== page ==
I was at a birthday party last night, showing off my son, when the hostess told me her mother wanted to meet the baby. I had never met this woman, but she had knitted cute little booties for my son, so I was thrilled. It turns out, this woman had just gotten out of the hospital that day. I asked what was wrong and they said she had a virus in her heart. I didn’t think much of it until she sat down, and she looked really unwell with swollen eyes and a flushed face. It suddenly occurred to me that a heart virus sounded really sinister, and communicable.
I nearly jumped out of the seat and ran out of the house practically screaming my good-byes. The hostess was in the middle of cutting the birthday cake, and I could see she was annoyed with me. I use to really care about what others thought of me, but now, not so much. At that moment, I really just cared about getting my son into a sterile environment.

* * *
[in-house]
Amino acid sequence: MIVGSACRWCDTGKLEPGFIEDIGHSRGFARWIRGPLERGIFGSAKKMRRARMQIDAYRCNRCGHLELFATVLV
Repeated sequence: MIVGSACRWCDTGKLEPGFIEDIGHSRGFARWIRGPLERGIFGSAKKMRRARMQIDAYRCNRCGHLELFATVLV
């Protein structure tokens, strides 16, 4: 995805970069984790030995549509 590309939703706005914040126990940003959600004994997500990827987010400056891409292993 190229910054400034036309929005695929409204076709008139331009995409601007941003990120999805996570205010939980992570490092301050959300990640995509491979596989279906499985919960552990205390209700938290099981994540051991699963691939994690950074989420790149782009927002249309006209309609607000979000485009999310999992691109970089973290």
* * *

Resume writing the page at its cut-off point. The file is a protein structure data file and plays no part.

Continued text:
I’ve always been a bit neurotic. Whenever I watch stories about cancer survivors, they always say, “I’ve never thought it would happen to me.” Well, I always think everything is going to happen to me from AIDS to SARS (except for bird flu, I really don’t interact with birds much.) Now that I am a parent, this neurosis has been turned up a notch.
When he was first born, I would deliberate with friends over his future high school drug us. I decided I would give him a lecture for using pot, be mildly concerned with acid, and drop him off immediately in rehab for cocaine use. One of his godmothers looked at me and said, “I think you are a bit of a worrier.” Indeed.
I knew I had changed forever in his first month of life. I would be dead asleep, and all of a sudden, I would wake up screaming, “Where is he? Where is he?” My suddenly awake wife would say, “Go back to sleep, he is right here.” And I would look, and there he was. The axis of my being had changed, it was no longer inside of me. My heart was beside me, softly asleep.